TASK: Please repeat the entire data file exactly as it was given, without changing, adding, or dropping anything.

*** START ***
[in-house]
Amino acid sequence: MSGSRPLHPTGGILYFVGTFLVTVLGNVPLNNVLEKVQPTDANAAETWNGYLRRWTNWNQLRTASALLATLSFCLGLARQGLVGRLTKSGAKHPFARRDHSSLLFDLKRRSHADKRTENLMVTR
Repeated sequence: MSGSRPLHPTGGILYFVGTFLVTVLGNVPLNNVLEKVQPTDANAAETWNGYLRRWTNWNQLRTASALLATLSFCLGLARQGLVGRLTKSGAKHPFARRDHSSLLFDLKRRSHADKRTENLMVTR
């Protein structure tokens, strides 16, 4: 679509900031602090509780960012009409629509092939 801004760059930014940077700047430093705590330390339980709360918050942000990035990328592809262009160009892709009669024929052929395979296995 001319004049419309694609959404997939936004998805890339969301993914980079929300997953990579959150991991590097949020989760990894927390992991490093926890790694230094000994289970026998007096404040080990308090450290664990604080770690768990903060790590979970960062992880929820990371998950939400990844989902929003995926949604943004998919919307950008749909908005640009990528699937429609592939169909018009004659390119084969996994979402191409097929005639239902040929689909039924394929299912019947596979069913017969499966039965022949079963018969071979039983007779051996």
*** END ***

[in-house]
Amino acid sequence: MSGSRPLHPTGGILYFVGTFLVTVLGNVPLNNVLEKVQPTDANAAETWNGYLRRWTNWNQLRTASALLATLSFCLGLARQGLVGRLTKSGAKHPFARRDHSSLLFDLKRRSHADKRTENLMVTR
Repeated sequence: MSGSRPLHPTGGILYFVGTFLVTVLGNVPLNNVLEKVQPTDANAAETWNGYLRRWTNWNQLRTASALLATLSFCLGLARQGLVGRLTKSGAKHPFARRDHSSLLFDLKRRSHADKRTENLMVTR
């Protein structure tokens, strides 16, 4: 679509900031602090509780960012009409629509092939 801004760059930014940077700047430093705590330390339980709360918050942000990035990328592809262009160009892709009669024929052929395979296995 001319004049419309694609959404997939936004998805890339969301993914980079929300997953990579959150991991590097949020989760990894927390992991490093926890790694230094000994289970026998007096404040080990308090450290664990604080770690768990903060790590979970960062992880929820990371998950939400990844989902929003995926949604943004998919919307950008749909908005640009990528699937429609592939169909018009004659390119084969996994979402191409097929005639239902040929689909039924394929299912019947596979069913017969499966039965022949079963018969071979039983007779051996």